Home care workers in Massachusetts have reason to celebrate. According to an agreement reached between 1199SEIU United Healthcare Workers East and Massachusetts Gov. Charlie Baker’s administration, Massachusetts personal care attendants will be the first in the country to earn a statewide $15-an-hour starting wage.

“Massachusetts home care workers are helping to lead the Fight for $15—and winning,” said 1199SEIU Executive Vice President Veronica Turner in a statement. “We applaud Governor Baker for helping to forge this pathway to dignity for PCAs and the tens of thousands of Massachusetts seniors and people with disabilities who rely on quality home care services to remain in the community or in the workforce. As the senior population grows, the demand for home care services is increasing.”

After the agreement, workers called off a 15-hour picket planned for outside the Massachusetts State House Tuesday morning. A new round of discussions will begin between labor and the state no later than Jan. 1, 2016, to solidify details on the wage increases that will elevate PCAs to $15 an hour by the agreed upon date of July 1, 2018. PCAs across Massachusetts will vote by mailed ballots to ratify the contract extension.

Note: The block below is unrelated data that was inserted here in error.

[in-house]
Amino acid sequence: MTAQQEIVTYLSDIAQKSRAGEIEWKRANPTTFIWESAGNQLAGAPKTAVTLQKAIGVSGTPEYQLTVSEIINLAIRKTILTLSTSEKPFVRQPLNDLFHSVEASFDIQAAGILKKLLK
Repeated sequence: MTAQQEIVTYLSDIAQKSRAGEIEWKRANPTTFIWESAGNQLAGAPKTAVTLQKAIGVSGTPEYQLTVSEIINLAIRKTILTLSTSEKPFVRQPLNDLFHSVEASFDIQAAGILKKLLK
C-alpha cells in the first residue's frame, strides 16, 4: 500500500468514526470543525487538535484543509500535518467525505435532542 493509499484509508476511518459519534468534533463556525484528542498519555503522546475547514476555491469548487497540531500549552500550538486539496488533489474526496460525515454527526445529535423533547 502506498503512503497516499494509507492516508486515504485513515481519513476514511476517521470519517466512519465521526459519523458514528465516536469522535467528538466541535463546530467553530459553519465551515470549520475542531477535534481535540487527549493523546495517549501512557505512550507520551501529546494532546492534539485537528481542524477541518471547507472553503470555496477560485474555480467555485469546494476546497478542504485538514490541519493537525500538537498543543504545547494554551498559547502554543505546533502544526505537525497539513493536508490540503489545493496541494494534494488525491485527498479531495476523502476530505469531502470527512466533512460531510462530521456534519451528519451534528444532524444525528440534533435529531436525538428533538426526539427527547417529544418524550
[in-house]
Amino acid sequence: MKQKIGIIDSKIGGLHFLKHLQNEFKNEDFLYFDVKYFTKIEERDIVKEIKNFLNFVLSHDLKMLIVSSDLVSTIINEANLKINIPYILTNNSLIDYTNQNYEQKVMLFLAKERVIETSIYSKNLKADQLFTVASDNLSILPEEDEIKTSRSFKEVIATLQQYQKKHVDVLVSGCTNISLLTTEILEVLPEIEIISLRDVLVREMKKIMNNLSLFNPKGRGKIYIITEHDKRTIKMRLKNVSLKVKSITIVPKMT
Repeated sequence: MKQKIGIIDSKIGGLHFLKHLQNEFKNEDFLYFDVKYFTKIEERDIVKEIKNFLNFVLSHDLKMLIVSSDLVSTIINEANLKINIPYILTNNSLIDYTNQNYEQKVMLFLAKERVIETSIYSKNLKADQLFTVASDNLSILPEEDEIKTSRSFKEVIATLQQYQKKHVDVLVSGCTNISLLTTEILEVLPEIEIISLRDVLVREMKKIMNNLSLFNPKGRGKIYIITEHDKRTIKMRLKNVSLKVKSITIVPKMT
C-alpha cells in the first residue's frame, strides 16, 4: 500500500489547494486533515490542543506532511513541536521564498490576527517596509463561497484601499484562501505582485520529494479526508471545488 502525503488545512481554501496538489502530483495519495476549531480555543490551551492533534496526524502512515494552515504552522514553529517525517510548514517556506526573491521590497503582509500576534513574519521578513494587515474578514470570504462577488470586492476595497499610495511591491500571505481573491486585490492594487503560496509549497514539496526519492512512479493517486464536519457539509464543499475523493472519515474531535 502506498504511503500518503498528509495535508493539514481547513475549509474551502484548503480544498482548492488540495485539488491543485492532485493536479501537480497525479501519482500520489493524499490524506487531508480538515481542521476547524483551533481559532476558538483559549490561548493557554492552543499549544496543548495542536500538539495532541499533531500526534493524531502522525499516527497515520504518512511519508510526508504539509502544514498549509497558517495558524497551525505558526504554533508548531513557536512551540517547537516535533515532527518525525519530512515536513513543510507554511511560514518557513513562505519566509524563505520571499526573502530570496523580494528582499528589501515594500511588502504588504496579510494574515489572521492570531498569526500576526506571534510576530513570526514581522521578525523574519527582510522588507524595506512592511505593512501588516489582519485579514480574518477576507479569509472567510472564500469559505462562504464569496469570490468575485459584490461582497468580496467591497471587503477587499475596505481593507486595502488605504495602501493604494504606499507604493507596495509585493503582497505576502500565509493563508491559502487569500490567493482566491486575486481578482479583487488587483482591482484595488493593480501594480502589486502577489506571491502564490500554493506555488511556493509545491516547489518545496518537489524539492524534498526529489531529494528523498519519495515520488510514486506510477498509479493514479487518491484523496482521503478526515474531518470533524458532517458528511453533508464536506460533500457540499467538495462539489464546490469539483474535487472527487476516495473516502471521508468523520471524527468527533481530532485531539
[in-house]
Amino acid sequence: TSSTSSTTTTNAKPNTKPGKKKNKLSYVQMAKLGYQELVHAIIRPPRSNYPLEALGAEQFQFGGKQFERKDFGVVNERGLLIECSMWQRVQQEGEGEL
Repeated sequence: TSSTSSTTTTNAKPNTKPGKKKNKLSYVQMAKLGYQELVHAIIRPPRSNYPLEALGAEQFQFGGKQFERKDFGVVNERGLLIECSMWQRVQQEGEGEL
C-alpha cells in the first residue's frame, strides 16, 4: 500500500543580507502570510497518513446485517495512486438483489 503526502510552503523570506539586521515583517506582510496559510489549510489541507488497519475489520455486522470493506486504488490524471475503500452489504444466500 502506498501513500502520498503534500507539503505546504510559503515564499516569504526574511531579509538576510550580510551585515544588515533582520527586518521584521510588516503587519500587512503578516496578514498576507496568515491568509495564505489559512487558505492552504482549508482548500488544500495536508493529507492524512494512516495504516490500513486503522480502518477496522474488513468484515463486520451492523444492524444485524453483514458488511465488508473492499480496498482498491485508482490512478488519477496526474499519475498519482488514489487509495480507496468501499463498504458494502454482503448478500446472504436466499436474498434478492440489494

“It is a moral imperative that all home care and health care workers receive $15 per hour, and Massachusetts is now a leader in this effort,” said 1199SEIU President George Gresham in a statement. “Extreme income inequality is a threat to our economy, our bedrock American values and our very democracy. With a living wage, we can ensure more compassionate care for home care clients, and better lives for home care workers and their families.”

Back in 2006, home care workers got together with senior and disability advocates to pass legislation that gave PCAs the right to form a union—something that they were previously denied because of a technicality in state law. Once legislators passed the Quality Home Care Workforce Act, workers then voted to join 1199SEIU in 2008.

Before the campaign push for $15, PCA wages stagnated at $10.84 an hour and eventually made their way to $13.38 on July 1, 2014, after a series of three contracts and mobilizations once the union was formed.